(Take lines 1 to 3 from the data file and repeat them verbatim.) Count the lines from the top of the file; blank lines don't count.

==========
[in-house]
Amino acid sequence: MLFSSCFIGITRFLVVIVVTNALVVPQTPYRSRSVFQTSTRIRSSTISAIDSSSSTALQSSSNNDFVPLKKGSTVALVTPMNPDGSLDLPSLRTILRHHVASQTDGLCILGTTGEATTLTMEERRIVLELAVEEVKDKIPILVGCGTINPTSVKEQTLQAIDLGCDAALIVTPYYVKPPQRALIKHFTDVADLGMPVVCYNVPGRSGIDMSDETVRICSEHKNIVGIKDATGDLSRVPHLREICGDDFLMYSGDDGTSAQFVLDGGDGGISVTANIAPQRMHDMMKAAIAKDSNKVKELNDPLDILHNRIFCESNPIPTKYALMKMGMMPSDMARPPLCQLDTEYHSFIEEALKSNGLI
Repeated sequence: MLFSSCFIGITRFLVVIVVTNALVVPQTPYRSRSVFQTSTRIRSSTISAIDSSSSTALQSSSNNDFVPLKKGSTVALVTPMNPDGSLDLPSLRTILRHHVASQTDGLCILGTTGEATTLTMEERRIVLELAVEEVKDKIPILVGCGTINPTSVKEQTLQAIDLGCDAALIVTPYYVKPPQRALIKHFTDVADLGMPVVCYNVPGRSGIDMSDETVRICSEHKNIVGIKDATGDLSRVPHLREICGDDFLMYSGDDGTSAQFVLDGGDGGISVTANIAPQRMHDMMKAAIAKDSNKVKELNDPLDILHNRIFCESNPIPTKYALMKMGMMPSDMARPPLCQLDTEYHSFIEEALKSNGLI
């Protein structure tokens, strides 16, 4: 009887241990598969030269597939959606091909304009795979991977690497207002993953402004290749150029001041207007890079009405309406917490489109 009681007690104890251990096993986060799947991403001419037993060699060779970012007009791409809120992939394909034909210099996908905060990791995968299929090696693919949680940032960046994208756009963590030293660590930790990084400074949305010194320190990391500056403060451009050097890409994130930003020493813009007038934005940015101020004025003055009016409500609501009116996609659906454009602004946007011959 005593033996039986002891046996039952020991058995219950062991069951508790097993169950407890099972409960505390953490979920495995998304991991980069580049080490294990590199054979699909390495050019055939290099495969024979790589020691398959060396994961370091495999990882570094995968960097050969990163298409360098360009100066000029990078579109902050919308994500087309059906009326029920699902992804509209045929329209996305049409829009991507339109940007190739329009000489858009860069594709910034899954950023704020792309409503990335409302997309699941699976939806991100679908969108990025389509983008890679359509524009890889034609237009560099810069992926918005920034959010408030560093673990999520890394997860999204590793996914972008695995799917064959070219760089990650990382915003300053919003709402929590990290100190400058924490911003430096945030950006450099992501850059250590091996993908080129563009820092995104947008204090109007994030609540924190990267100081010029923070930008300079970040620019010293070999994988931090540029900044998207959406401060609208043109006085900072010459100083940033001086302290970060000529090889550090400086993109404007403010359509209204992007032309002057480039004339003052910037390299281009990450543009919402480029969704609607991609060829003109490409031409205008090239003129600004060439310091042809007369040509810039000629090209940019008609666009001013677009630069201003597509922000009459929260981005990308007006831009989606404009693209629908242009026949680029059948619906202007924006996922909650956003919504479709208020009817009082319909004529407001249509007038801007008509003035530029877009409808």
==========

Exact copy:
[in-house]
Amino acid sequence: MLFSSCFIGITRFLVVIVVTNALVVPQTPYRSRSVFQTSTRIRSSTISAIDSSSSTALQSSSNNDFVPLKKGSTVALVTPMNPDGSLDLPSLRTILRHHVASQTDGLCILGTTGEATTLTMEERRIVLELAVEEVKDKIPILVGCGTINPTSVKEQTLQAIDLGCDAALIVTPYYVKPPQRALIKHFTDVADLGMPVVCYNVPGRSGIDMSDETVRICSEHKNIVGIKDATGDLSRVPHLREICGDDFLMYSGDDGTSAQFVLDGGDGGISVTANIAPQRMHDMMKAAIAKDSNKVKELNDPLDILHNRIFCESNPIPTKYALMKMGMMPSDMARPPLCQLDTEYHSFIEEALKSNGLI
Repeated sequence: MLFSSCFIGITRFLVVIVVTNALVVPQTPYRSRSVFQTSTRIRSSTISAIDSSSSTALQSSSNNDFVPLKKGSTVALVTPMNPDGSLDLPSLRTILRHHVASQTDGLCILGTTGEATTLTMEERRIVLELAVEEVKDKIPILVGCGTINPTSVKEQTLQAIDLGCDAALIVTPYYVKPPQRALIKHFTDVADLGMPVVCYNVPGRSGIDMSDETVRICSEHKNIVGIKDATGDLSRVPHLREICGDDFLMYSGDDGTSAQFVLDGGDGGISVTANIAPQRMHDMMKAAIAKDSNKVKELNDPLDILHNRIFCESNPIPTKYALMKMGMMPSDMARPPLCQLDTEYHSFIEEALKSNGLI